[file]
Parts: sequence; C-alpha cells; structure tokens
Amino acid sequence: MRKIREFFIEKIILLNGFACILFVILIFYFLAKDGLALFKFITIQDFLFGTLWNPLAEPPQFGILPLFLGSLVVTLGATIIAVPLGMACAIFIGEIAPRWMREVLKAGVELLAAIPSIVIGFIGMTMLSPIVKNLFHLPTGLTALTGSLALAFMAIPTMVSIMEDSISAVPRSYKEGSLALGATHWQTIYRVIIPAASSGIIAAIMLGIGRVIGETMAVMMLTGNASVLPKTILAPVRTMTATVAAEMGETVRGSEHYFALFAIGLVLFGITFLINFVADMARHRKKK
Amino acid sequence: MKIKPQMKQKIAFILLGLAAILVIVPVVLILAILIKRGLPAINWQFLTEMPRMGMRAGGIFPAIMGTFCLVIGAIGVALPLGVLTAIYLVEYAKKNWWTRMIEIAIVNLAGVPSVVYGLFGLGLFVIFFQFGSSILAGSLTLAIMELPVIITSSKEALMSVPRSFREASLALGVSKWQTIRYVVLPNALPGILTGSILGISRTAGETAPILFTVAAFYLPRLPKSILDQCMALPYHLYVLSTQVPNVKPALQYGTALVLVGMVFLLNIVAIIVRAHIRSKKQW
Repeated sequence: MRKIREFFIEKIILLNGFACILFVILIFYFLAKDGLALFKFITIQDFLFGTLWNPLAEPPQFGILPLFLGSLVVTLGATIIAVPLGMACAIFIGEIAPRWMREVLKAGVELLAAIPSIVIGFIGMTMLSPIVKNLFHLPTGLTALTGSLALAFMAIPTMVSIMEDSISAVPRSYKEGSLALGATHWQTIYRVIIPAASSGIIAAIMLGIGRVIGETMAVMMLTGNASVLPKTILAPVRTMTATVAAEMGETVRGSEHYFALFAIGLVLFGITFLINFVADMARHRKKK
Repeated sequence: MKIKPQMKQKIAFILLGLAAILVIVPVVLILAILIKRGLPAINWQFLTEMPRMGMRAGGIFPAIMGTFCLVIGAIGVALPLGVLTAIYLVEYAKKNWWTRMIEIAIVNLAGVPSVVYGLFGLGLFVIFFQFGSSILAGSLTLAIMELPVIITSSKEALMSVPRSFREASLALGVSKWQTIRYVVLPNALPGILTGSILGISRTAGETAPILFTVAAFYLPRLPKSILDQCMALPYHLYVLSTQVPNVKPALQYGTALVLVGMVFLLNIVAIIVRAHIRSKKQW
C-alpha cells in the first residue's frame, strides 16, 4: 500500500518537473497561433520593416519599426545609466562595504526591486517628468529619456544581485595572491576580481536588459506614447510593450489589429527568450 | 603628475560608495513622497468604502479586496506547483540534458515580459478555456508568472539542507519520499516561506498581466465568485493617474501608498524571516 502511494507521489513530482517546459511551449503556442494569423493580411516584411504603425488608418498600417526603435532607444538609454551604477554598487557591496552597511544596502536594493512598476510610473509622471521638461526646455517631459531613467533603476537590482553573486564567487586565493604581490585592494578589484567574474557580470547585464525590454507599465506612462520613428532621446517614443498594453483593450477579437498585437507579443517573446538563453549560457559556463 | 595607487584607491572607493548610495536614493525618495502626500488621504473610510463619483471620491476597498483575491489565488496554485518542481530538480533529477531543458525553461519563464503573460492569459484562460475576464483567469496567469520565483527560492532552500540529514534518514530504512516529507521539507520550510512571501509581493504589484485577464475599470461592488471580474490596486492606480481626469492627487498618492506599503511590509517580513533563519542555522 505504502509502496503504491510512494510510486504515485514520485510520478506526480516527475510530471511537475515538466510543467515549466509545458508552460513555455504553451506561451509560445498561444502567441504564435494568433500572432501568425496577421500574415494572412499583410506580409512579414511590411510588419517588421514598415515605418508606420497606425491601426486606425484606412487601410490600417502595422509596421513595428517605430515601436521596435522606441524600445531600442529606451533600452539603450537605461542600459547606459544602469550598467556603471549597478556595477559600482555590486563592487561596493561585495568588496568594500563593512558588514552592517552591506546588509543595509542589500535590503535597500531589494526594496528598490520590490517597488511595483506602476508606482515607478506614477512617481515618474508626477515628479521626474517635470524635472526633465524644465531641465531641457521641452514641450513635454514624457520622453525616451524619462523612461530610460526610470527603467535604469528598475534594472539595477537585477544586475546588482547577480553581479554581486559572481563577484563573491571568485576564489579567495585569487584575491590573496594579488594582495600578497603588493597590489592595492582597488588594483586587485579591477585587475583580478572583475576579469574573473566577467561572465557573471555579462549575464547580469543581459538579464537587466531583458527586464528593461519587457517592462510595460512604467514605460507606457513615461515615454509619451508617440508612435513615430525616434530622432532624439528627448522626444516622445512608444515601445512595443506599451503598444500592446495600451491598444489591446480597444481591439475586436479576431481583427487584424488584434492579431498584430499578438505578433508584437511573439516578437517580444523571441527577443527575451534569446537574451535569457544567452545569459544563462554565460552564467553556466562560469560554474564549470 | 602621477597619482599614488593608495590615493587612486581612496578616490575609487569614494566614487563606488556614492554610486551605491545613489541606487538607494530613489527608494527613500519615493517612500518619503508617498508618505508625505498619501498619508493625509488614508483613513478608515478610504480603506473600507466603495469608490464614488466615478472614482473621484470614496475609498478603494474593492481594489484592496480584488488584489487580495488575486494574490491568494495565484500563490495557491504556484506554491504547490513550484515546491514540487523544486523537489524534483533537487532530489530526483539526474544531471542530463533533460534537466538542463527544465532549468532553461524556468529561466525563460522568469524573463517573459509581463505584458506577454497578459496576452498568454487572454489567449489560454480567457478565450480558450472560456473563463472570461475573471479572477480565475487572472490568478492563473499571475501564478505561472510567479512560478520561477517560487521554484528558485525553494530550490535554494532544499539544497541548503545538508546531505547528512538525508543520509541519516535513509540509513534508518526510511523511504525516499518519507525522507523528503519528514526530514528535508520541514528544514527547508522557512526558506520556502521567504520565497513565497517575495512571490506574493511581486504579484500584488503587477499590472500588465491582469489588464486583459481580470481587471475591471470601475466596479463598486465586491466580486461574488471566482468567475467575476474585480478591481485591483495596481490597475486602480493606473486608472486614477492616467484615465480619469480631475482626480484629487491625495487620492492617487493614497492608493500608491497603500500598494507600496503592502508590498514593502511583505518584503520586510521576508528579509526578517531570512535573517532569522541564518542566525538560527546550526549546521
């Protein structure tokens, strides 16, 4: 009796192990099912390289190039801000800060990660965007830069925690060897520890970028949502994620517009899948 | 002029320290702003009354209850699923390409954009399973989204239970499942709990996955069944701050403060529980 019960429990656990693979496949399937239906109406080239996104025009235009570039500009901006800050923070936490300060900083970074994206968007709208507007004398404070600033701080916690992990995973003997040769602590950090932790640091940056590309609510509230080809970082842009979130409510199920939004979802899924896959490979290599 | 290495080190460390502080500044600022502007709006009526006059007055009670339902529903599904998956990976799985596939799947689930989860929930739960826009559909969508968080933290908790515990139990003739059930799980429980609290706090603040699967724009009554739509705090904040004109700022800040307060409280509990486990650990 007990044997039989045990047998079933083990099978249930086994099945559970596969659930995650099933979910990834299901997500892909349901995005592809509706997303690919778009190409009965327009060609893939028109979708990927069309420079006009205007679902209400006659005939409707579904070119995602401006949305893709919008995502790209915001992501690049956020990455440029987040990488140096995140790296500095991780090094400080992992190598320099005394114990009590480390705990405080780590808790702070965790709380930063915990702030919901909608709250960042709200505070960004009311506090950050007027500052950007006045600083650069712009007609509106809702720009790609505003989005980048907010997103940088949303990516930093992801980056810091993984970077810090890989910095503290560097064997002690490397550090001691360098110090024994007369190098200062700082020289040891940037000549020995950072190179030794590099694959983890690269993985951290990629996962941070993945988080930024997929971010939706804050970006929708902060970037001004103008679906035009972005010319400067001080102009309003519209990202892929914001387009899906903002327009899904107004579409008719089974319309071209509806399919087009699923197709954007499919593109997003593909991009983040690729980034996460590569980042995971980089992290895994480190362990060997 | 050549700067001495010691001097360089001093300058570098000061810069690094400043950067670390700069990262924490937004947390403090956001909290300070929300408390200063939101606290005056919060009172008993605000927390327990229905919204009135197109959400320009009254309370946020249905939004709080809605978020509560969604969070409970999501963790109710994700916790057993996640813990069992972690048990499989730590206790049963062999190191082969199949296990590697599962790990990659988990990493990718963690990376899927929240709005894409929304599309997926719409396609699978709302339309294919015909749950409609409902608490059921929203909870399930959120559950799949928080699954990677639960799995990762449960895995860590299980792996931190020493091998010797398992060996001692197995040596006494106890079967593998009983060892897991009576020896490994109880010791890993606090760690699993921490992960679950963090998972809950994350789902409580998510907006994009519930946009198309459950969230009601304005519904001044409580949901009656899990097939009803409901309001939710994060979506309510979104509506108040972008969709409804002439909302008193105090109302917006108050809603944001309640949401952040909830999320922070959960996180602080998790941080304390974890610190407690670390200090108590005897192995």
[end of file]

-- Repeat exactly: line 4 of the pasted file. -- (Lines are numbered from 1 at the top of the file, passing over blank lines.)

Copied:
Repeated sequence: MRKIREFFIEKIILLNGFACILFVILIFYFLAKDGLALFKFITIQDFLFGTLWNPLAEPPQFGILPLFLGSLVVTLGATIIAVPLGMACAIFIGEIAPRWMREVLKAGVELLAAIPSIVIGFIGMTMLSPIVKNLFHLPTGLTALTGSLALAFMAIPTMVSIMEDSISAVPRSYKEGSLALGATHWQTIYRVIIPAASSGIIAAIMLGIGRVIGETMAVMMLTGNASVLPKTILAPVRTMTATVAAEMGETVRGSEHYFALFAIGLVLFGITFLINFVADMARHRKKK